Yankees Postseason Pitching Overview
October is here and 11 wins and 297 outs separate the New York Yankees from their 28th World Series title. To get there, Aaron Boone will have to get creative with his pitching staff. Gone are the days of counting on a starter to go more than five innings in a postseason start, and the Yanks just won 103 games despite having a starting rotation that was, at times, shoddy. In last year’s postseason, New York got 27 innings out of the bullpen and just 17 frames from their starters. Ideally, it will be more of a 50/50 split this season, but the team only has three true starters heading into October due to injuries, ineffectiveness and a suspension.
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Two weeks ago, the Yankees appeared set with their four-man rotation of James Paxton, Masahiro Tanaka, Luis Severino and Domingo German. However, a wrench got thrown in that plan when German was suspended for violating the league’s Domestic Violence Policy on September 19th. As a result, the 27-year-old will not (as should be the case) throw another pitch this year. German was the team’s most consistent starter throughout the season, finishing with a 4.03 ERA in 143 innings. His absence means the bullpen will be leaned on even more heavily.
Because of German’s suspension, Luis Severino becomes even more important now. He needs to be a true starter, rather than a multi-inning reliever/opener. While it’s hard to trust the 25-year-old after he pitched in just three games (12 innings) this season, he showed flashes in those tune-ups and posted a 1.50 ERA, while striking out 17 batters. His postseason track record is a little troubling (6.26 ERA in 23 innings), but the Yanks need Severino on top of his game if they’re going to win it all. Expect the young righty to pitch between three and five innings, whether it’s as a starter or following an opener.
Four shutout innings for Luis Severino in his season debut.— BetMGM (@BetMGM) September 18, 2019
4 IP, 2 H, 0 R, 4 K
In addition, Boone will most likely turn to Chad Green as an opener in the games German would’ve started. In 15 games as an opener this season, Green had a 3.72 ERA in 19.1 innings. However, the ERA was largely inflated by the five-run blowup he had against the Indians on August 15th. In 12 of the 15 outings, Green didn’t allow an earned run, and the Yanks went 11-4 in those contests. It was a successful strategy, and it’s one that Boone could conceivably go to in any game. Boone even had Tanaka follow Green in his final game last weekend to get some experience in that position.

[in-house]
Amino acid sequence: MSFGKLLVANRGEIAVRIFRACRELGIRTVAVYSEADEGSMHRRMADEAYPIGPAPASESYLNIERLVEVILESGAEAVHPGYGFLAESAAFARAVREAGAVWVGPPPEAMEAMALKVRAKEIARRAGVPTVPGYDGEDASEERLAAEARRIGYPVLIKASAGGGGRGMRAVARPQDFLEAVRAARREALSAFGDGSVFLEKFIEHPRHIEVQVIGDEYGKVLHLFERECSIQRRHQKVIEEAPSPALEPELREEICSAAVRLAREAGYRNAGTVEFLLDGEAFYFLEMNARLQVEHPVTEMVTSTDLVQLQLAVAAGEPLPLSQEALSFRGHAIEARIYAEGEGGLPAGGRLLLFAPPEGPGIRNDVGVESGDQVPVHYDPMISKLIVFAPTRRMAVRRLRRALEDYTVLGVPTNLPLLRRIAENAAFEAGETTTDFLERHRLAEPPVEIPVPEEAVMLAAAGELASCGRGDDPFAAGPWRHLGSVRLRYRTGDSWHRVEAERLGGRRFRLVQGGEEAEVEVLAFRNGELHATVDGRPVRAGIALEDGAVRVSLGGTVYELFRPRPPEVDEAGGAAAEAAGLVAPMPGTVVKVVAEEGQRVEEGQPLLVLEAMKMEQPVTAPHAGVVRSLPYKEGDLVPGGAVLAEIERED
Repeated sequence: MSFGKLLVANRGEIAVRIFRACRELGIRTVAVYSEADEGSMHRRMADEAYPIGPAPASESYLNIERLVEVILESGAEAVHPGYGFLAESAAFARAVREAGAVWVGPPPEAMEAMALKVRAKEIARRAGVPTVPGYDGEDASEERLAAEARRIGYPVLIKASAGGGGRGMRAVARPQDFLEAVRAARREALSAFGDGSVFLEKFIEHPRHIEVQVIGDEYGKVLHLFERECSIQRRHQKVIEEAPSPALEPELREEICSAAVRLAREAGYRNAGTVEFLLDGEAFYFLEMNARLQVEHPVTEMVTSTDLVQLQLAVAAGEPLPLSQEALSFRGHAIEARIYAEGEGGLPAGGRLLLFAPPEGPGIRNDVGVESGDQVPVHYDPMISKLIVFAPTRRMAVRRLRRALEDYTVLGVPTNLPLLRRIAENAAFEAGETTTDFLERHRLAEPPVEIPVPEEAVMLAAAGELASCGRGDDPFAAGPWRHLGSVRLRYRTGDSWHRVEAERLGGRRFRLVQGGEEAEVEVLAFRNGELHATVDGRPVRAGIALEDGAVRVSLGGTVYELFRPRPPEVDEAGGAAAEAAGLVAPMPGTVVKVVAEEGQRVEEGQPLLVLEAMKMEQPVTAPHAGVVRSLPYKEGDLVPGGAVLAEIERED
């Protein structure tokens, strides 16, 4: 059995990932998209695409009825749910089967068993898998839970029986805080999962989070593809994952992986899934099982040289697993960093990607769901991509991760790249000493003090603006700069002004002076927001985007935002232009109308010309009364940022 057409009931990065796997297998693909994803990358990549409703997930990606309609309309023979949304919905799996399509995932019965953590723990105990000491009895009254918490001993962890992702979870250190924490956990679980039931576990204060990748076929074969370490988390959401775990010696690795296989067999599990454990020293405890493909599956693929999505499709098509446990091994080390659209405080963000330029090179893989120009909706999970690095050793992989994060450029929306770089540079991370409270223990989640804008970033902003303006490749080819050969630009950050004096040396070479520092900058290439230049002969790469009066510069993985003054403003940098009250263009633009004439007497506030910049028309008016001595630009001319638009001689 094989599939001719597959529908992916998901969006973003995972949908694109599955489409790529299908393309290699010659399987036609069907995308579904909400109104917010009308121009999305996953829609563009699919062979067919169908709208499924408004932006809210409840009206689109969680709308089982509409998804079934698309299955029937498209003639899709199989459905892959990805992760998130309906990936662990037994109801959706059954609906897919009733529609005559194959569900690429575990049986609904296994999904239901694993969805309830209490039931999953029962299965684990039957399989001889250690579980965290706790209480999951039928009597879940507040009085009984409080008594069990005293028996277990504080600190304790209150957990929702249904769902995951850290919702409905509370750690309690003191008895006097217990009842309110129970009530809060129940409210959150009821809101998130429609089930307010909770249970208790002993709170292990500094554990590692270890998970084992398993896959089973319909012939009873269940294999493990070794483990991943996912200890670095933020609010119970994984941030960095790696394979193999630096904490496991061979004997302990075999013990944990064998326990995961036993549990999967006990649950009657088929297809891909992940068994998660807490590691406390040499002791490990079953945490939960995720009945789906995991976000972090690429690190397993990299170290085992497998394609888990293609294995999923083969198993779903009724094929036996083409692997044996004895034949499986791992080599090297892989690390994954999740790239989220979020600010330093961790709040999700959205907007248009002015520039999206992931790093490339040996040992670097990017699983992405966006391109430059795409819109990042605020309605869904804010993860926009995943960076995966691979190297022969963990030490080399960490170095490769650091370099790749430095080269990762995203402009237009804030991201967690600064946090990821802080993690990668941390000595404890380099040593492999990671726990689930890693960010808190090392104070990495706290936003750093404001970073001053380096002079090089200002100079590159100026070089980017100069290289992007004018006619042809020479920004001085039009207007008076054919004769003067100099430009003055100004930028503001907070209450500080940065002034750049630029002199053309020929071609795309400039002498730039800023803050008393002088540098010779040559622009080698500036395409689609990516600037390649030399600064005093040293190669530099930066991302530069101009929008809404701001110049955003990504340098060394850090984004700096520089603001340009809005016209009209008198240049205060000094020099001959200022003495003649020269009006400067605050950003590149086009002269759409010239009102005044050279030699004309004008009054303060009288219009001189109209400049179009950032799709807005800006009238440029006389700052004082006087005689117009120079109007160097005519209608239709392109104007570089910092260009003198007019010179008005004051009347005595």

As for the other pitchers that will follow Green, there are plenty of options. CC Sabathia and J.A. Happ both pitched out of the bullpen at the end of the regular season, and any October appearances they make will probably be as relievers. There are also two or three remaining bullpen spots and I would give them to Luis Cessa and Jonathan Loaisiga. Cessa has been solid in the long-relief role all year, pitching to a 4.11 ERA in 81 innings. As for Loaisiga, he turned it on late in the season by posting a 3.00 ERA in 15 innings since August 20th. Both could be used for multiple innings in middle-relief.
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Out of the bullpen, it’s all about the four horsemen: Adam Ottavino (1.90 ERA), Tommy Kahnle (3.67), Zack Britton (1.91) and Aroldis Chapman (2.21). New York was 25-1 in games where all four relief aces pitched. The lone loss came on the last day of the regular season in Texas. There might be games where Boone goes to his big four as early as the third or fourth inning and asks for upwards of 18 outs from them. While it hurts to not have Dellin Betances in the fold as well, having the division largely locked up by September allowed Aaron Boone to rest his bullpen for the stretch run.
Having a sizable lead in AL East gave Yankees the freedom, if they so chose, to rest big 4 relievers. And, man, have they rested them. These pitch counts are eye-popping. Chapman: 30 pitches in last 16 days. Britton: 24 in 15. Ottavino: 44 in 15. Kahnle, the workhorse: 69 in 15.— Jack Curry (@JackCurryYES) September 29, 2019
Moving onto the ALDS starters, I think Boone turns to James Paxton in game one. The big lefty hasn’t lost a game since July and has a 2.51 ERA in 61 innings since the beginning of August. He has turned into the ace the Yankees had hoped for when they acquired him in the off-season. In game two, Masahiro Tanaka seems like the easy choice due to his home/road splits (3.10 at home and 6.05 road). Tanaka also has a postseason pedigree, with a 1.50 ERA in 30 innings (five starts). That leaves Luis Severino for game three and then an opener in game four.
Aaron Boone has to be ready to do whatever it takes to win games this postseason. We could see games where multiple starters are used one after another, openers being featured multiple times in a series and the bullpen called upon as early as the third or fourth inning. Boone will have to combine what the numbers say and what his gut tells him like Alex Cora did last Fall with Boston. Mistakes are going to be made, but Boone has proven he knows how to manage this pitching staff. This team has the talent and the coaching to win, now it’s all about execution.
Roster Spots (12):
Starters (3): James Paxton, Masahiro Tanaka, Luis Severino
Bulk Relievers (4): Jonathan Loaisiga, Luis Cessa, J.A. Happ, CC Sabathia
High-Leverage Relievers (5): Chad Green, Adam Ottavino, Tommy Kahnle, Zack Britton, Aroldis Chapman
Article by: Jake Graziano